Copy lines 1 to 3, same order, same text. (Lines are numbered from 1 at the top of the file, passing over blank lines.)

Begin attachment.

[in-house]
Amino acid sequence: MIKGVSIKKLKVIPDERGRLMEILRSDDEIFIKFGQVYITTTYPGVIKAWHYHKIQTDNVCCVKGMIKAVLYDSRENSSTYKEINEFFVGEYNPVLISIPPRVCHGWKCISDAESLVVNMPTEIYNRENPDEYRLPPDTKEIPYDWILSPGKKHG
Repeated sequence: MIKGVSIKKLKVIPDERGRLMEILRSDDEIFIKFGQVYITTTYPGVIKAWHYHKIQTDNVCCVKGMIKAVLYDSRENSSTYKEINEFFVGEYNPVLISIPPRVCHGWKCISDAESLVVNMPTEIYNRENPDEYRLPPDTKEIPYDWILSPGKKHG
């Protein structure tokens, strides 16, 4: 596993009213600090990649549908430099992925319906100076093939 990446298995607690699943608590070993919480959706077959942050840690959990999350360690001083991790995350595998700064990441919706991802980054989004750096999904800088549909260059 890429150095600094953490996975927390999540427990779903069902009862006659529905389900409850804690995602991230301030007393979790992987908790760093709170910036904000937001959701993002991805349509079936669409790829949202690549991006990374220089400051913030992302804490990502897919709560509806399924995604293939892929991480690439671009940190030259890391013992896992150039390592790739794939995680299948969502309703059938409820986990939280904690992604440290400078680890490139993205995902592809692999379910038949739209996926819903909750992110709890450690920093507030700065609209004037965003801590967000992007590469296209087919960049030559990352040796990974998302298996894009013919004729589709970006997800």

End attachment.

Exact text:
[in-house]
Amino acid sequence: MIKGVSIKKLKVIPDERGRLMEILRSDDEIFIKFGQVYITTTYPGVIKAWHYHKIQTDNVCCVKGMIKAVLYDSRENSSTYKEINEFFVGEYNPVLISIPPRVCHGWKCISDAESLVVNMPTEIYNRENPDEYRLPPDTKEIPYDWILSPGKKHG
Repeated sequence: MIKGVSIKKLKVIPDERGRLMEILRSDDEIFIKFGQVYITTTYPGVIKAWHYHKIQTDNVCCVKGMIKAVLYDSRENSSTYKEINEFFVGEYNPVLISIPPRVCHGWKCISDAESLVVNMPTEIYNRENPDEYRLPPDTKEIPYDWILSPGKKHG